The more accurate title for this blog post would be why I quit being a “Dr.”
On Twitter, I removed the title from the name heading my profile. I’d been trying it out for a few months just because. I’d been told more than a few times to use it to establish “credibility.”
I’ve never really felt comfortable with it outside of specific settings. If you’re my patient, my student, or my colleague in a professional setting then it seemed to fit the environment. Outside of that, I NEVER introduce myself in person as such. The way I see it, if it isn’t on your birth certificate, it’s not your first name.
However, being a double minority, I was also told that it was important to use the title because I could never tell whom I was influencing. A little Black girl or younger Black woman may envision what would be possible for her if she were aware of my own path. See, female oral and maxillofacial surgeons are a serious minority. Add Black to that and the number severely diminishes. I doubt there are more than a hundred in the country.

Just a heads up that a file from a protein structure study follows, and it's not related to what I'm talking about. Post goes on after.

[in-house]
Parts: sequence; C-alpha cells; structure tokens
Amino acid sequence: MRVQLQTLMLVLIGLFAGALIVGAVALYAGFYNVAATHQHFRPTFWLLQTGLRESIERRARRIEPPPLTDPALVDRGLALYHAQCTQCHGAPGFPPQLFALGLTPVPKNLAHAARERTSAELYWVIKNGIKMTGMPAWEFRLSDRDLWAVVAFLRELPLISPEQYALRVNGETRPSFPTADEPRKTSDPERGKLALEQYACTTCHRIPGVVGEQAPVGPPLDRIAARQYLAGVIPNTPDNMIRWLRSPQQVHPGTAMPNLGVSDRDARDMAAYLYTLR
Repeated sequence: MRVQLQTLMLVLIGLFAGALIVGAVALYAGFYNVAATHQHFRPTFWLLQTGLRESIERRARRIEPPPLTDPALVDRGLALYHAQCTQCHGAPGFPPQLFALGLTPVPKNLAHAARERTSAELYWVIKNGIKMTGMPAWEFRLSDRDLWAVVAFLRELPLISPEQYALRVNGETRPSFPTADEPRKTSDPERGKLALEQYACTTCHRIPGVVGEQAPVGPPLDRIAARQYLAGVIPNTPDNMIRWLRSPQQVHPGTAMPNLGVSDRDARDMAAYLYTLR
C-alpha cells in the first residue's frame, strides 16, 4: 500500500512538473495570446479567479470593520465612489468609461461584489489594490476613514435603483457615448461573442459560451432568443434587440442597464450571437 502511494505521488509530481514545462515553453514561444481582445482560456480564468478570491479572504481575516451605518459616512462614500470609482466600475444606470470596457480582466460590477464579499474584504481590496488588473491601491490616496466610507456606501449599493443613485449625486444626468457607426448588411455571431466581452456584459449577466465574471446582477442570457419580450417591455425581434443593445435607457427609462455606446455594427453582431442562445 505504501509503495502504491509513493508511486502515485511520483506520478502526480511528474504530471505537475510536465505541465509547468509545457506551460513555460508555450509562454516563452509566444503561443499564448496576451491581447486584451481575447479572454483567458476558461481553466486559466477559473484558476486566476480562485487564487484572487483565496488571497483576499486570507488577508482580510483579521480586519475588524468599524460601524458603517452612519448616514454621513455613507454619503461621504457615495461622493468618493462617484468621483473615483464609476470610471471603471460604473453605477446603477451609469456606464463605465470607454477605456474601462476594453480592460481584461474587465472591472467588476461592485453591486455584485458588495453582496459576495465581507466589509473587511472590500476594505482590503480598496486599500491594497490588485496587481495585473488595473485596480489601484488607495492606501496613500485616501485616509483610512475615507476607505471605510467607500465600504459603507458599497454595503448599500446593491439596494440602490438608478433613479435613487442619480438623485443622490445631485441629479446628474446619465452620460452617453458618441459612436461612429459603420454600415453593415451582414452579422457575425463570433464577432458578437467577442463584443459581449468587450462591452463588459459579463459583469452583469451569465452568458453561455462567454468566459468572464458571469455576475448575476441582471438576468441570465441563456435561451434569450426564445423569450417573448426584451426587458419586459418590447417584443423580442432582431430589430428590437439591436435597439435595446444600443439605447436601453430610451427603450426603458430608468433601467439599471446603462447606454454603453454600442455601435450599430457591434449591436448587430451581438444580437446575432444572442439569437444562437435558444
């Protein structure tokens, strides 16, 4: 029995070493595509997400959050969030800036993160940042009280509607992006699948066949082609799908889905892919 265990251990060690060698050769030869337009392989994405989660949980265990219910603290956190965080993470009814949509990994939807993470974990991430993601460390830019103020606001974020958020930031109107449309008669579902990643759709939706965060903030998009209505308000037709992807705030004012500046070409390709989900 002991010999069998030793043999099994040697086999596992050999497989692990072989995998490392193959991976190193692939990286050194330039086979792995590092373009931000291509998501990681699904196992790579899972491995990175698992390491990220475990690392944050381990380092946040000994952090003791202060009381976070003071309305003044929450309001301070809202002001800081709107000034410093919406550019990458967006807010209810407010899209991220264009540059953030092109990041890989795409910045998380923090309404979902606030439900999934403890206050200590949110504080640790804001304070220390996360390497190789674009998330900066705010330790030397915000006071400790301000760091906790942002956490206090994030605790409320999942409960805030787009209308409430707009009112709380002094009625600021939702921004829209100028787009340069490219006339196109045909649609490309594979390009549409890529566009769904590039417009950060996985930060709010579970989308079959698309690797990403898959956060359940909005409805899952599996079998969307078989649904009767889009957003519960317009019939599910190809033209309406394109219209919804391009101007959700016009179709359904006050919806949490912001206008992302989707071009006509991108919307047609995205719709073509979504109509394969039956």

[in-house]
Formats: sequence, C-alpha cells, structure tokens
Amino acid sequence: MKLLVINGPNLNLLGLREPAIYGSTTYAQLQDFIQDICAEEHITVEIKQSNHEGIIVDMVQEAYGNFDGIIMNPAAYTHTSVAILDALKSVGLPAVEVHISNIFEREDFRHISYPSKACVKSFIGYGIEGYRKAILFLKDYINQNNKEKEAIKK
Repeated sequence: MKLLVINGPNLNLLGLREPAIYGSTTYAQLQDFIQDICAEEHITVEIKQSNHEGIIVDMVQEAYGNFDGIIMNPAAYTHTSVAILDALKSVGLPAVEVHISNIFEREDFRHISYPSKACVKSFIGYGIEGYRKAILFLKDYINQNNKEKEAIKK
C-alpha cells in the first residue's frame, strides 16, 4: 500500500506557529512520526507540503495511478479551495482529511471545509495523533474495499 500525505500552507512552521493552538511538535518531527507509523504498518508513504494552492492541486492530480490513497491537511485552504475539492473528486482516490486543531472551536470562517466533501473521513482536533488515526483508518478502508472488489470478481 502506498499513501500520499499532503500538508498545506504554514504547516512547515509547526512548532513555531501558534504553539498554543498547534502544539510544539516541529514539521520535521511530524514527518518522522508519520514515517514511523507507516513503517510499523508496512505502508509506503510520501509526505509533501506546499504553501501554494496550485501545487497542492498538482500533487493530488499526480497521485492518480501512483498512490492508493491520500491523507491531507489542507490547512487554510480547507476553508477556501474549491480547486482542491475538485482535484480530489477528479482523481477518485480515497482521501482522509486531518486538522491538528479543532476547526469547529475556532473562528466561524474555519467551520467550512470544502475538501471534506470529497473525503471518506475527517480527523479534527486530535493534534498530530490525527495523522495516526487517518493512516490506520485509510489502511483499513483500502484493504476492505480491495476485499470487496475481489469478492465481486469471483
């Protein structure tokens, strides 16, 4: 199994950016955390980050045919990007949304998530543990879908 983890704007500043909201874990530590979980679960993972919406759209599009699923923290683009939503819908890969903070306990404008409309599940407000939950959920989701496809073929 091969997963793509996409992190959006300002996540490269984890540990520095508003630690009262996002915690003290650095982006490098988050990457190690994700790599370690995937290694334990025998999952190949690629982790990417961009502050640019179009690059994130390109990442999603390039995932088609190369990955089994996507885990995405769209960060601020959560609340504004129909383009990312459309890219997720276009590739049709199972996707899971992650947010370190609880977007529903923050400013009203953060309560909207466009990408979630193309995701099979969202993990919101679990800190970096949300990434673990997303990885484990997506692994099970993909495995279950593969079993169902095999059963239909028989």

The dilemma is that I’m very clear that what I do has little to do with who I am. Sure, you may be able to guess a few things about my character, but my profession doesn’t tell you anything about my heart.
On social media, I talk about personal development and spirituality and all things related. Like my personal relationships, it’s where I’m most myself. Just Emelia.
If people want to know a little bit more about my background, they can get that on my website, blog, or any bio associated with my social media profiles and the articles that I write.
Being a doctor is an integral part of my story and how it unfolds, but it’s not the central thing. I’m an observer. I’m a writer. I’m concerned about people’s health, but I’m far more concerned with their spirits.
That’s what I want my conversations to lead with.
“I Haven’t Found Myself…but I’m Still Looking” available on Amazon
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